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Willful Blindness: New Standard for Induced Infringement


July 19, 2011

Read Time

4 minutes


The Supreme Court recently affirmed the Federal Circuit’s decision that Pentalpha Enterprises, Ltd. (wholly owned subsidiary of Global-Tech Appliances, Inc.) induced infringement of SEB SA’s deep fryer patent. Global-Tech Appliances, Inc., et al., v. SEB S. A. (2011). However, the Supreme Court rejected the Federal Circuit’s finding that only deliberate indifference to the risk of infringement was needed for a finding of induced infringement and raised the bar for proving inducement.

Infringement of another’s patent is codified in 35 USC §271. §271(a) covers direct infringement, while §271(b) and §271(c) deal with contributory infringement, i.e. aiding and abetting of direct infringement by another party. §271(a) states “[e]xcept as otherwise provided in this title, whoever without authority makes, uses, offers to sell, or sells any patented invention, within the United States, or imports into the United States any patented invention during the term of the patent therefor, infringes the patent.” Since direct infringement requires no more than unauthorized use of a patented invention, an infringer’s knowledge or intent is irrelevant in direct infringement cases.

§271(b) and §271(c) cover two different categories of contributory infringement: induced infringement and sale of a component of a patented invention. §271(b) recites “[w]hoever actively induces infringement of a patent shall be liable as an infringer.” §271(c) states “[w]hoever offers to sell or sells within the United States or imports into the United States a component of a patented machine, manufacture, combination, or composition, or a material or apparatus for use in practicing a patented process, constituting a material part of the invention, knowing the same to be especially made or especially adapted for use in an infringement of such patent, and not a staple article or commodity of commerce suitable for substantial noninfringing use, shall be liable as a contributory infringer.” With regard to the knowledge or intent element of §271(c), the Supreme Court held that a violator of §271(c) must know “that the combination for which his component was especially designed was both patented and infringing.” Aro Mfg. Co. v. Convertible Top Replacement Co. 377 U.S. 476 (1964) (Aro II).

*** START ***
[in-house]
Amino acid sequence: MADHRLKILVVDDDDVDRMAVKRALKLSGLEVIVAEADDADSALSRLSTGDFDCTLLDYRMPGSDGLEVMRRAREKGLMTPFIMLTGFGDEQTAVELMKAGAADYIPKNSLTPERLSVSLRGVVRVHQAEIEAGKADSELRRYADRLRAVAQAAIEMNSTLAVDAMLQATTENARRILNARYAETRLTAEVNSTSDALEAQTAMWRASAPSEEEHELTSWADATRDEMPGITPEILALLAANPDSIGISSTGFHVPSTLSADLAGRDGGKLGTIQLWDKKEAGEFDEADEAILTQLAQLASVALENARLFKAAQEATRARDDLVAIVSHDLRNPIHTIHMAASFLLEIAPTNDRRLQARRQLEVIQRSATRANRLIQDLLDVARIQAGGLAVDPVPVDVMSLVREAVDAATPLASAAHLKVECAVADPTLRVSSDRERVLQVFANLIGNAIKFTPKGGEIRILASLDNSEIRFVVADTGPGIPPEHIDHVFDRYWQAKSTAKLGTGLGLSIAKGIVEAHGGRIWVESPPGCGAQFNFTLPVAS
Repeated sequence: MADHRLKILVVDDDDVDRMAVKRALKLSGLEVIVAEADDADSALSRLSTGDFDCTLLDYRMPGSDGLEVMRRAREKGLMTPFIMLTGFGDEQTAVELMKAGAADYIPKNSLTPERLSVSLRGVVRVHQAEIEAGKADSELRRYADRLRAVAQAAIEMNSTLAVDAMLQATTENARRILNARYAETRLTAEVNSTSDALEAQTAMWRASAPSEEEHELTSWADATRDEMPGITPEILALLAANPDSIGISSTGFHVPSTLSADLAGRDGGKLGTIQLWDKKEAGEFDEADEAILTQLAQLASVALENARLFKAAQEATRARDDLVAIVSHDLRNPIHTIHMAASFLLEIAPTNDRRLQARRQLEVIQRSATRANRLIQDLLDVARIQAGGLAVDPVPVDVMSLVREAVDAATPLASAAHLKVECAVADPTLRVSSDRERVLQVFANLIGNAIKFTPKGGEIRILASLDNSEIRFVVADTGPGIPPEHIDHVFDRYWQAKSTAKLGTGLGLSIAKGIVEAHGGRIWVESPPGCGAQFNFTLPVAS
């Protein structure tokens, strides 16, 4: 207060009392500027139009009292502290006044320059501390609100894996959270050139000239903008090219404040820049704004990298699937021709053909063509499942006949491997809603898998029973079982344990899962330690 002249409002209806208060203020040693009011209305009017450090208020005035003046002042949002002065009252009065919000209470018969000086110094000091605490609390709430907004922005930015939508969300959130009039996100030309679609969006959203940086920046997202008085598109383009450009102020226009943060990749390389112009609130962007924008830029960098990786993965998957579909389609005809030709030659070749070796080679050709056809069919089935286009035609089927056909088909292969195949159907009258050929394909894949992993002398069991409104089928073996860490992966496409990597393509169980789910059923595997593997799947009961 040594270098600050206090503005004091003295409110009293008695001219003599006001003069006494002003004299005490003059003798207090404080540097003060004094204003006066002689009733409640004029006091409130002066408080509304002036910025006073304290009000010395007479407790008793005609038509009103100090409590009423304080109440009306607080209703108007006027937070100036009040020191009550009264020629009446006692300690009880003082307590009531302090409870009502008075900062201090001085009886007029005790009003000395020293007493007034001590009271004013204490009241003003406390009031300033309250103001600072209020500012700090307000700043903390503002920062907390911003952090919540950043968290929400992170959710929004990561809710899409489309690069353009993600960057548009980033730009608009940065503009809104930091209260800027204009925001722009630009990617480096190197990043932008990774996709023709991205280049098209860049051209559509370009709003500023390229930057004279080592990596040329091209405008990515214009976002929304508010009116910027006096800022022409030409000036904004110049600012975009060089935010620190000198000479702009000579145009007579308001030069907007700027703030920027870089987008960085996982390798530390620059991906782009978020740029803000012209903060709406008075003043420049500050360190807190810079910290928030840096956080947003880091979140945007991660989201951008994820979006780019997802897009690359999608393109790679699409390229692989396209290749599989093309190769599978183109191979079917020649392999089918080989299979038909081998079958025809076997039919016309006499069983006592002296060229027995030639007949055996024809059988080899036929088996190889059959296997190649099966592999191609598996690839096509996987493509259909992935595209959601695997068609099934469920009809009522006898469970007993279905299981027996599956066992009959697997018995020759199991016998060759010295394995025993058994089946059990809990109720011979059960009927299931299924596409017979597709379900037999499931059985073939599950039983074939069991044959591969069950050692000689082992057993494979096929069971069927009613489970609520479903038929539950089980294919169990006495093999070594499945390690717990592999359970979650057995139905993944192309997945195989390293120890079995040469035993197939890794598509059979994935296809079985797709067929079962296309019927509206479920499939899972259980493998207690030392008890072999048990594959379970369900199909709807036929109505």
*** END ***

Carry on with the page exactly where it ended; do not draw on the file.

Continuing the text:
In Global-Tech v SEB, the Supreme Court explained that since §271(b) and §271(c) have a common origin (contributory infringement), and the text of both provisions are ambiguous as to the intent needed to impose liability, the same knowledge is required under both §271(b) and §271(c). Further, the Supreme Court stated that “deliberate indifference” to a known risk that a patent exists does not satisfy the knowledge required by §271(b), but instead, the knowledge element can be met by showing of “willful blindness.” Two requirements for the “willful blindness” standard are: 1) the defendant must subjectively believe that there is a high probability that a fact exists, and 2) the defendant must take deliberate actions to avoid learning of the fact. In this case, Pentalpha purchased an overseas model of SEB’s fryer, knowing that it would not bear U.S. patent markings; copied all but the fryer’s cosmetic features; and decided not to inform its attorney that the product to be evaluated was simply a knockoff of SEB’s fryer. Taking all of these facts together, the Supreme Court held that the evidence was more than sufficient for a jury to find that Pentalpha subjectively believed there was a high probability that SEB’s fryer was patented and took deliberate steps to avoid knowing that fact, and that it therefore willfully blinded itself to the infringing nature of its sales.

In this case, the Supreme Court’s interpreted the knowledge element of the statute to be satisfied by “willful blindness”. As warned by Justice Kennedy in his dissent, this case may have ramifications for future cases involving knowledge, such as the knowledge or intent element of the false marking statute. Further, it is also noteworthy that since a finding of liability under induced infringement requires subjective intent, the risk of such liability can be significantly reduced by a competent opinion supporting a reasonable belief that the patent is invalid or non-infringing.

Filed under: Intellectual Property

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